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Saint Stephen preaching.
Saint Stephen (Koine Greek: Στέφανος, Stephanos), known as the Protomartyr of Christianity, is venerated as a saint in the Roman Catholic, Anglican, Lutheran and Eastern Orthodox Churches. Stephen means "wreath" or "crown" in Greek. He was one of the first in the early Church to bear the title Archdeacon.


Acts of the Apostles tells the story of how Stephen was tried by the Sanhedrin (priests) for blasphemy against Moses and God ( ) and speaking against the Temple and the Law ( ) (see also Antinomianism). He was stoned to death (c. A.D. 34–35) by an infuriated mob encouraged by Saul of Tarsus, the future Saint Paul: "And Saul entirely approved of putting him to death" (8:1). [4808].Stephen's final speech was presented as accusing the Jews of persecuting prophets who spoke out against their sins:
'"Which one of the Prophets did your fathers not persecute, and they killed the ones who prophesied the coming of the Just One, of whom now, too, you have become betrayers and murderers." (7:52)

Saint Stephen's name is simply derived from the Greek Stephanos, meaning "crown", which translated into Aramaic as Kelil. Traditionally, Saint Stephen is invested with a crown of martyrdom for Christianity; he is often depicted in art with three stones and the martyrs' palm. In Eastern Christian iconography, he is shown as a young beardless man with a tonsure, wearing a deacon's vestments, and often holding a miniature church building or a censer.


Byzantine icon, XI c.
As he was on trial and being prosecuted, Saint Stephen experienced a theophany. His theophany was unusual in that he saw both the Father and the Son:
"Behold, I see the heavens opened, and the Son of man standing on the right hand of God." ( )

St. Stephen's Day

In Western Christianity, 26 December is called "St Stephen's Day", the "feast of Stephen" of the English Christmas carol, "Good King Wenceslas". It is a public holiday in many nations that were historically Catholic, Anglican and Lutheran: Austriamarker, Croatiamarker, the Czech Republic, Slovak Republicmarker, Polandmarker, Republika Srpska, United Kingdommarker (where it was also called "Boxing Day"), Irelandmarker, Italymarker, Germanymarker, Finlandmarker, Canadamarker, Australia and New Zealandmarker. In Cataloniamarker (though not elsewhere in Spain), it is called Sant Esteve and is a bank holiday. In Francemarker, the day of Saint Étienne is a bank holiday in the Alsace-Moselle region, but not elsewhere. 26 December is also a holiday in Tuguegarao Citymarker, Philippinesmarker, which celebrates a fiesta in honor of St Stephen Protomartyr, its patron saint.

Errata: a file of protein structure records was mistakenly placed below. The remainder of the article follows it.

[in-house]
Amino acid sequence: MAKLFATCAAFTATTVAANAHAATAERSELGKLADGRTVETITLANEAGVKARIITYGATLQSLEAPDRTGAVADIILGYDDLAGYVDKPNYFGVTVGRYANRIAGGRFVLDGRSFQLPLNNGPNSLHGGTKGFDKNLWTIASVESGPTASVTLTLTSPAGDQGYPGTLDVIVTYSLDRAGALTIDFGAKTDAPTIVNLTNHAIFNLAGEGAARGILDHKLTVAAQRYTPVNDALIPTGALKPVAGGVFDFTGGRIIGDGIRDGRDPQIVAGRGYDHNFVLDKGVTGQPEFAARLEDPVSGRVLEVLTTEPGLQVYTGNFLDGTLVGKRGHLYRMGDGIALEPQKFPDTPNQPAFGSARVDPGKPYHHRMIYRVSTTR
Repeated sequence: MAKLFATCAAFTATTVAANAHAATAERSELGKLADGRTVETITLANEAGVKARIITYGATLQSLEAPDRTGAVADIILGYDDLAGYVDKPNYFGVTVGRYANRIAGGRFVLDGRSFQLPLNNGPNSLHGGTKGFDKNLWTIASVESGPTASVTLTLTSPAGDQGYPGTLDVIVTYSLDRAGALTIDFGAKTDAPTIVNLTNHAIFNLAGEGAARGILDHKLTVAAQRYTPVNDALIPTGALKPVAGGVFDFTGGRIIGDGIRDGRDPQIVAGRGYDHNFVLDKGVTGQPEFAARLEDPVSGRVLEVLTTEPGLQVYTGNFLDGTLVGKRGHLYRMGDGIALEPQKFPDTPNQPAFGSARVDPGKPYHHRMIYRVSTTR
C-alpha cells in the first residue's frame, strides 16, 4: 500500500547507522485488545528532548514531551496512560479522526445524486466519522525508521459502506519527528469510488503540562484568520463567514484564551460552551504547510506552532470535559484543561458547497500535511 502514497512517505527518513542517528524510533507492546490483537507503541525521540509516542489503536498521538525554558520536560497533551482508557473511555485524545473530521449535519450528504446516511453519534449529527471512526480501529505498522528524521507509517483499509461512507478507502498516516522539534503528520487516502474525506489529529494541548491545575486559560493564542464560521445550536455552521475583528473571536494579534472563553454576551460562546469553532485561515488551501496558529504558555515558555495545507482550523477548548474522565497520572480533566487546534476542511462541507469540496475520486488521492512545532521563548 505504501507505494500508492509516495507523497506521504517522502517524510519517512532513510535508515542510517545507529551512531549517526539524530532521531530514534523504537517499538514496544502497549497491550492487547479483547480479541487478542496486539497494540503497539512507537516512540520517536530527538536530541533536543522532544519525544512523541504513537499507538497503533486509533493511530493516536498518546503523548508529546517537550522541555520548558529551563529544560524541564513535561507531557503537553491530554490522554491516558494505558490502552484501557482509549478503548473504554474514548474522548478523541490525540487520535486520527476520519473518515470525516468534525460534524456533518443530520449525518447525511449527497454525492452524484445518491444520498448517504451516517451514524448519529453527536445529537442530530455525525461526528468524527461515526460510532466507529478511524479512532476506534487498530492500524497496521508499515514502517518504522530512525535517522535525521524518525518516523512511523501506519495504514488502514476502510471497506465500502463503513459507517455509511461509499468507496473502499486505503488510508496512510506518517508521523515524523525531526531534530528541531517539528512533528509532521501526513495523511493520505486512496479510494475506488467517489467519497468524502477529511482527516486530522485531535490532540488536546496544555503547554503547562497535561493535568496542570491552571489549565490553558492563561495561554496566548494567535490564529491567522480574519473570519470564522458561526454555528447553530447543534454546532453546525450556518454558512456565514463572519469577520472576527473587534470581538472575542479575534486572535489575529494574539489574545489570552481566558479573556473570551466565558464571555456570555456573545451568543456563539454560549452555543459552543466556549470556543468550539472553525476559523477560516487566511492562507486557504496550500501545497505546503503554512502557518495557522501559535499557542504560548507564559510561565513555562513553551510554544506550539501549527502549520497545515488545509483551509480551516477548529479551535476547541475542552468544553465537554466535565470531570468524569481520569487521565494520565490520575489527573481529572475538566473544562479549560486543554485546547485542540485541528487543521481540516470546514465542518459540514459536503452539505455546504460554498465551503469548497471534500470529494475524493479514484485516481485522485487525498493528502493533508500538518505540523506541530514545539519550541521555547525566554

In the Eastern Orthodox Church and those Eastern Catholic Churches which follow the Byzantine Rite, St. Stephen's feast day is celebrated on December 27. (This date in the Julian Calendar currently corresponds to January 9 in the Gregorian Calendar.) This day is also called the "Third Day of the Nativity".

The General Roman Calendar included also on 3 August a feast of the Invention of the Relics of St Stephen — "Invention," ( ), meaning "finding" or "discovery" — to commemorate the finding of St Stephen's relics during the reign of Emperor Honorius. In the Tridentine Calendar, this feast was celebrated as a "Semidouble", a rank that it lost in 1955, when Pope Pius XII reduced it to the rank of "Simple". It was one of the second feasts of a single saint removed from the calendar by Pope John XXIII in 1960, and so is not celebrated by those who, in accordance with Pope Benedict XVI's motu proprio, Summorum Pontificum, observe the 1962 calendar.

The Eastern Orthodox Church celebrates the discovery (opening) of the Saint's relics on September 15 and the Translation of the Relics of Protomartyr Stephen on August 2. The September 15 feastday celebrates the discovery of Stephen's relics in 415 CE, after which they were solemnly transferred to a church built in his honor in Jerusalem. Later, during the reign of Emperor Theodosius the Younger (408-450), the relics were translated to Constantinoplemarker, the event commemorated on Aug 2. Jan 4 marks the commemoration of the "Synaxis of the 70 Apostles". Since St. Stephen was included in these 70 Apostles mentioned in the "Acts of the Apostles", he is also remembered on Jan 4. Saint Stephen was a great leader of the Catholic Church.


Many churches are named in honor of Saint Stephen, but there was no official "Tomb of St Stephen" until 415. When Christian pilgrims were traveling in large numbers to Jerusalem, a priest named Lucian said he had learned by a vision that the tomb was in Caphar Gamala, some distance to the north of Jerusalemmarker.

Gregory of Tours reported that the intercession of Stephen preserved an oratory dedicated to him at Metzmarker, in present-day Francemarker. His relics were preserved when the oratory was left standing, after Huns burned the remainder of the city on Easter Eve, 451.

Commemorative places

See also: St. Stephen's Cathedral, St. Stephen's Church
St. Stephen Church in Batroun, Lebanon


  1. General Roman Calendar of Pope Pius XII
  2. General Roman Calendar of 1962
  3. Paul Halsall, ed., "Gregory of Tours (539-594)", History of the Franks: Books I-X, Internet Medieval Sourcebook, Fordham University, accessed 4 Aug 2009

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